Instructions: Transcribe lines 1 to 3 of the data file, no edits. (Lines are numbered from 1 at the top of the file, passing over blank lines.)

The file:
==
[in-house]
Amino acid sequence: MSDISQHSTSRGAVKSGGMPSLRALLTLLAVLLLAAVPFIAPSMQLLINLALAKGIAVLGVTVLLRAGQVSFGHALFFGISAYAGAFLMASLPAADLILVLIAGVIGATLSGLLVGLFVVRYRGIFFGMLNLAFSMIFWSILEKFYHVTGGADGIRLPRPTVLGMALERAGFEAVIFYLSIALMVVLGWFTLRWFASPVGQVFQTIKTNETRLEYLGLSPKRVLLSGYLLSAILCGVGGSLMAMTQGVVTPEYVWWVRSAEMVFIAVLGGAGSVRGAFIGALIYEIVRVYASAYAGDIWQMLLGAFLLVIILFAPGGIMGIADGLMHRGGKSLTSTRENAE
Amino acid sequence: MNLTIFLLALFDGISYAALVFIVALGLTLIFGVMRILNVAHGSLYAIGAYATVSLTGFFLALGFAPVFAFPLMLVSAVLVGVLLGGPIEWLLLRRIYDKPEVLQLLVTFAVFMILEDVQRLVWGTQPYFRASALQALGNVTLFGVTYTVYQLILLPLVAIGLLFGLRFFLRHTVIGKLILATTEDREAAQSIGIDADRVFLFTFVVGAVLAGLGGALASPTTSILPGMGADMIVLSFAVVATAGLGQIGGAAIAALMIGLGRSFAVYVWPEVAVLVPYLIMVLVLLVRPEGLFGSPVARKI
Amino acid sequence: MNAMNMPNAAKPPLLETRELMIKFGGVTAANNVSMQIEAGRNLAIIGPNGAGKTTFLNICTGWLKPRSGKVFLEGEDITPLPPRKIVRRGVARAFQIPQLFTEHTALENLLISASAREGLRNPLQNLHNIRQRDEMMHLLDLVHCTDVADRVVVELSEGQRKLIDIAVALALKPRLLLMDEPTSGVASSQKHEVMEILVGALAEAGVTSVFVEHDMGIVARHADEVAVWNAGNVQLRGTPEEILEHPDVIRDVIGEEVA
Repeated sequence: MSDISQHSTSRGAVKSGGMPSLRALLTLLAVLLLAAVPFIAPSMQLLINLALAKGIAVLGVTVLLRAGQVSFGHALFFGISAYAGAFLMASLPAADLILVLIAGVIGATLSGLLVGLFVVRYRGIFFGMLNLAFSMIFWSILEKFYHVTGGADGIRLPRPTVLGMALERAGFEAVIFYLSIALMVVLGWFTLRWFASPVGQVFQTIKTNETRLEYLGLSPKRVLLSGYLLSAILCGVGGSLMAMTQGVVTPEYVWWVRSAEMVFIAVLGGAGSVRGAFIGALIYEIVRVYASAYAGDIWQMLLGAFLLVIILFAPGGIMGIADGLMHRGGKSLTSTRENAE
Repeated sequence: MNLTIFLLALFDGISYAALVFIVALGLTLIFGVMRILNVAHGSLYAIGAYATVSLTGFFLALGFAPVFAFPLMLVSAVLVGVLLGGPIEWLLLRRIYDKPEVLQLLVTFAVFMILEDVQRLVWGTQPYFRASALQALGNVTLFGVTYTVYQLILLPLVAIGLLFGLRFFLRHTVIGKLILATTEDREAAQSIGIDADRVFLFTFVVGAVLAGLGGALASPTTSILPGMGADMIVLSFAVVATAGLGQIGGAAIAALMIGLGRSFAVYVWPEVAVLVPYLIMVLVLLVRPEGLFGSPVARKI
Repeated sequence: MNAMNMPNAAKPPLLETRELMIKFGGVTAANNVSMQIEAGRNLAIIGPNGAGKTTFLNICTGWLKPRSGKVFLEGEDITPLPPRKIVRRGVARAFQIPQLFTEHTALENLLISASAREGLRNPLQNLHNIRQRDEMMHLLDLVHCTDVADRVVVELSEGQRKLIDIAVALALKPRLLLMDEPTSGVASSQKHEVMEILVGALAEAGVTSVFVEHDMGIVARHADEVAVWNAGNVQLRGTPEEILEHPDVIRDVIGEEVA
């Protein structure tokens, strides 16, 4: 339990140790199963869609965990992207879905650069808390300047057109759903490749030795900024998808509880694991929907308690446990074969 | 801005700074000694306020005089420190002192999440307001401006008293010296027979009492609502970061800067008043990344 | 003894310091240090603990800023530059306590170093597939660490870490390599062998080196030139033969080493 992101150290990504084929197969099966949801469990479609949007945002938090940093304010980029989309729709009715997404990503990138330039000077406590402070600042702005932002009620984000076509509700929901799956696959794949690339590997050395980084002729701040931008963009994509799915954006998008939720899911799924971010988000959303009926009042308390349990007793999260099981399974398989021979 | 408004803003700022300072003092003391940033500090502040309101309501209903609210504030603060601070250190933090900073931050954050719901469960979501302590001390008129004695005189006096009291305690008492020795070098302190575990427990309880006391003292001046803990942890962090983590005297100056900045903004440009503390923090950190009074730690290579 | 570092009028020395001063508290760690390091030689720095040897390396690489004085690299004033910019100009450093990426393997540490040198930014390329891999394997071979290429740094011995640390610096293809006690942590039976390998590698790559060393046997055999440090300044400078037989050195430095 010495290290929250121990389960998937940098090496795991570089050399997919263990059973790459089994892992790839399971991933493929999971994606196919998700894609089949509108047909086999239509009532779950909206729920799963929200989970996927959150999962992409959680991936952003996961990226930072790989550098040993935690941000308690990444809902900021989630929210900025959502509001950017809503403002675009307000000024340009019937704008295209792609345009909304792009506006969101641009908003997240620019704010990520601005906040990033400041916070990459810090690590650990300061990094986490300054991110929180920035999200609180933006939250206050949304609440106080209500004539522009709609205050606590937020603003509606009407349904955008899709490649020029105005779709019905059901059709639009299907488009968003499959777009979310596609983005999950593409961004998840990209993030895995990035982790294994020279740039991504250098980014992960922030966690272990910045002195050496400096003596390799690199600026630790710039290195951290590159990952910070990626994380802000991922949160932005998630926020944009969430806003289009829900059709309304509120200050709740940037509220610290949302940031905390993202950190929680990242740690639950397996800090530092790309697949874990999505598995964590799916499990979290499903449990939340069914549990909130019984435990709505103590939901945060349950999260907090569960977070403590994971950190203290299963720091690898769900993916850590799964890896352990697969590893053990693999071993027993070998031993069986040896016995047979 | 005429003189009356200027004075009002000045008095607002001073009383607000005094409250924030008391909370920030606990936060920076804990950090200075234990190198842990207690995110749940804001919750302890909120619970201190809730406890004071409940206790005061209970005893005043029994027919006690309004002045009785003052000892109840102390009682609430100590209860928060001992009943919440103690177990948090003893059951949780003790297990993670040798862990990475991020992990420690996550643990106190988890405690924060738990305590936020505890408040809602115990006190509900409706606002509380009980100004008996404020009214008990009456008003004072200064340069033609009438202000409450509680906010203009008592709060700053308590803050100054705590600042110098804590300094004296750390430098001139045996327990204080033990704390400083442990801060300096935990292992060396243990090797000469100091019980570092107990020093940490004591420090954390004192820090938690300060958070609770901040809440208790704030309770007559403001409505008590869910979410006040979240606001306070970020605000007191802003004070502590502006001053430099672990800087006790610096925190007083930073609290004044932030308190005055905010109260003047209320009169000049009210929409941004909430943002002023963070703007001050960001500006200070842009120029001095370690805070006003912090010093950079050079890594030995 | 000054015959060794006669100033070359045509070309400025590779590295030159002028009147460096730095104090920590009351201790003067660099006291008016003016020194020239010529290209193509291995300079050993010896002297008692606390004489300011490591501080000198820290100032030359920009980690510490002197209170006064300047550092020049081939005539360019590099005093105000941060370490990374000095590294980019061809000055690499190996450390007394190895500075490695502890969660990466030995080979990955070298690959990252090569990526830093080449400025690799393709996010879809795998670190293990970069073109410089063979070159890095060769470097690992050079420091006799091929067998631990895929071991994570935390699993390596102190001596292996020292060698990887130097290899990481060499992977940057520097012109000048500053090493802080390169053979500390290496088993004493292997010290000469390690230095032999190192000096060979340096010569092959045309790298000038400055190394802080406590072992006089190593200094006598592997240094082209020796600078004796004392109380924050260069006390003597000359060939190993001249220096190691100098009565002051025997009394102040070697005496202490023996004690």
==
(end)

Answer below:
[in-house]
Amino acid sequence: MSDISQHSTSRGAVKSGGMPSLRALLTLLAVLLLAAVPFIAPSMQLLINLALAKGIAVLGVTVLLRAGQVSFGHALFFGISAYAGAFLMASLPAADLILVLIAGVIGATLSGLLVGLFVVRYRGIFFGMLNLAFSMIFWSILEKFYHVTGGADGIRLPRPTVLGMALERAGFEAVIFYLSIALMVVLGWFTLRWFASPVGQVFQTIKTNETRLEYLGLSPKRVLLSGYLLSAILCGVGGSLMAMTQGVVTPEYVWWVRSAEMVFIAVLGGAGSVRGAFIGALIYEIVRVYASAYAGDIWQMLLGAFLLVIILFAPGGIMGIADGLMHRGGKSLTSTRENAE
Amino acid sequence: MNLTIFLLALFDGISYAALVFIVALGLTLIFGVMRILNVAHGSLYAIGAYATVSLTGFFLALGFAPVFAFPLMLVSAVLVGVLLGGPIEWLLLRRIYDKPEVLQLLVTFAVFMILEDVQRLVWGTQPYFRASALQALGNVTLFGVTYTVYQLILLPLVAIGLLFGLRFFLRHTVIGKLILATTEDREAAQSIGIDADRVFLFTFVVGAVLAGLGGALASPTTSILPGMGADMIVLSFAVVATAGLGQIGGAAIAALMIGLGRSFAVYVWPEVAVLVPYLIMVLVLLVRPEGLFGSPVARKI